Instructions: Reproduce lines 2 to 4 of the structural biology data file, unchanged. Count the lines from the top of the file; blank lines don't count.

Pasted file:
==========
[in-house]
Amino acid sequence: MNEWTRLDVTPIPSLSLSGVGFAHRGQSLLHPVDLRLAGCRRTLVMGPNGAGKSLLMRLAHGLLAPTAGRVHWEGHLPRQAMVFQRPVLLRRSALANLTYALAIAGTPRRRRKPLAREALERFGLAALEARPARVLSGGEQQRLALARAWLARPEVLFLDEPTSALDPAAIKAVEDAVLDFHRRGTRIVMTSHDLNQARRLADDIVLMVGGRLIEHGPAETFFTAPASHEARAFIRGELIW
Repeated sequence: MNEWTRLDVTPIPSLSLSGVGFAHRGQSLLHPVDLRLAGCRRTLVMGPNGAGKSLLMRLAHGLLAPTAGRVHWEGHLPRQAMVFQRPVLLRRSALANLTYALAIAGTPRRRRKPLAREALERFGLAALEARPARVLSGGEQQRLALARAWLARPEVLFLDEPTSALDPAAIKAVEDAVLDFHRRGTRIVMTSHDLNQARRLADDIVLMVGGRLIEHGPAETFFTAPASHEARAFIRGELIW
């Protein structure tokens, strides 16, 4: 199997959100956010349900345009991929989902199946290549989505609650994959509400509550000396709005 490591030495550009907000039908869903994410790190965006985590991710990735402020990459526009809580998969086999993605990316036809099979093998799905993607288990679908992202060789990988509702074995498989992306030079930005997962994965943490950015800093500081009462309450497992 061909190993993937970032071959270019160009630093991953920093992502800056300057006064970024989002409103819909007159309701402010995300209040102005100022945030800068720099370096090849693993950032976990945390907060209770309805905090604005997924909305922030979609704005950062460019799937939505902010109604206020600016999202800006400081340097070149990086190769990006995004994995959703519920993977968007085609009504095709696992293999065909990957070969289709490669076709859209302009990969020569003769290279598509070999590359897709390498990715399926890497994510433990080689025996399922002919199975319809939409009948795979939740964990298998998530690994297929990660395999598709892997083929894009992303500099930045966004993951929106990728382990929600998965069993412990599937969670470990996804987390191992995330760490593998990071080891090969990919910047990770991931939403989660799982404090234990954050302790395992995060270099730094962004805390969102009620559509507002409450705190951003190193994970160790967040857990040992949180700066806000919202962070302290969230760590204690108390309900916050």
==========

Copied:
Amino acid sequence: MNEWTRLDVTPIPSLSLSGVGFAHRGQSLLHPVDLRLAGCRRTLVMGPNGAGKSLLMRLAHGLLAPTAGRVHWEGHLPRQAMVFQRPVLLRRSALANLTYALAIAGTPRRRRKPLAREALERFGLAALEARPARVLSGGEQQRLALARAWLARPEVLFLDEPTSALDPAAIKAVEDAVLDFHRRGTRIVMTSHDLNQARRLADDIVLMVGGRLIEHGPAETFFTAPASHEARAFIRGELIW
Repeated sequence: MNEWTRLDVTPIPSLSLSGVGFAHRGQSLLHPVDLRLAGCRRTLVMGPNGAGKSLLMRLAHGLLAPTAGRVHWEGHLPRQAMVFQRPVLLRRSALANLTYALAIAGTPRRRRKPLAREALERFGLAALEARPARVLSGGEQQRLALARAWLARPEVLFLDEPTSALDPAAIKAVEDAVLDFHRRGTRIVMTSHDLNQARRLADDIVLMVGGRLIEHGPAETFFTAPASHEARAFIRGELIW
């Protein structure tokens, strides 16, 4: 199997959100956010349900345009991929989902199946290549989505609650994959509400509550000396709005 490591030495550009907000039908869903994410790190965006985590991710990735402020990459526009809580998969086999993605990316036809099979093998799905993607288990679908992202060789990988509702074995498989992306030079930005997962994965943490950015800093500081009462309450497992 061909190993993937970032071959270019160009630093991953920093992502800056300057006064970024989002409103819909007159309701402010995300209040102005100022945030800068720099370096090849693993950032976990945390907060209770309805905090604005997924909305922030979609704005950062460019799937939505902010109604206020600016999202800006400081340097070149990086190769990006995004994995959703519920993977968007085609009504095709696992293999065909990957070969289709490669076709859209302009990969020569003769290279598509070999590359897709390498990715399926890497994510433990080689025996399922002919199975319809939409009948795979939740964990298998998530690994297929990660395999598709892997083929894009992303500099930045966004993951929106990728382990929600998965069993412990599937969670470990996804987390191992995330760490593998990071080891090969990919910047990770991931939403989660799982404090234990954050302790395992995060270099730094962004805390969102009620559509507002409450705190951003190193994970160790967040857990040992949180700066806000919202962070302290969230760590204690108390309900916050």